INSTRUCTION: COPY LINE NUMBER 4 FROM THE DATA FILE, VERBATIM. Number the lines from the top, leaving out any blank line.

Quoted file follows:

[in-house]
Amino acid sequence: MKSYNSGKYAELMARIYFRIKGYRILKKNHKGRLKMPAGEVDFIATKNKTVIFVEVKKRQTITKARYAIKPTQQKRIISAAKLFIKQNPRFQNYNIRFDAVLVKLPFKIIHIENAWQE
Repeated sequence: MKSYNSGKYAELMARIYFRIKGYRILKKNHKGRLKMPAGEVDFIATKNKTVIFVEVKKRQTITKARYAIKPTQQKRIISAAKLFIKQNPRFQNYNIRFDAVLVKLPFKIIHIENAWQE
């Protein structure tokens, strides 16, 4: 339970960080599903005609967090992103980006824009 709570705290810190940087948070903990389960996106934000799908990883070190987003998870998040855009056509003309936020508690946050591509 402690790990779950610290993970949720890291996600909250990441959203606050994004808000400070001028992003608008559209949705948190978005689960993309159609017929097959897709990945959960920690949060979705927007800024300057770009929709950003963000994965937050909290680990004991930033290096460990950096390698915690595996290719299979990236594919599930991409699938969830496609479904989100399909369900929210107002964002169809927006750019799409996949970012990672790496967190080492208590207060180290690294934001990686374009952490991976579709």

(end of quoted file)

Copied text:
């Protein structure tokens, strides 16, 4: 339970960080599903005609967090992103980006824009 709570705290810190940087948070903990389960996106934000799908990883070190987003998870998040855009056509003309936020508690946050591509 402690790990779950610290993970949720890291996600909250990441959203606050994004808000400070001028992003608008559209949705948190978005689960993309159609017929097959897709990945959960920690949060979705927007800024300057770009929709950003963000994965937050909290680990004991930033290096460990950096390698915690595996290719299979990236594919599930991409699938969830496609479904989100399909369900929210107002964002169809927006750019799409996949970012990672790496967190080492208590207060180290690294934001990686374009952490991976579709």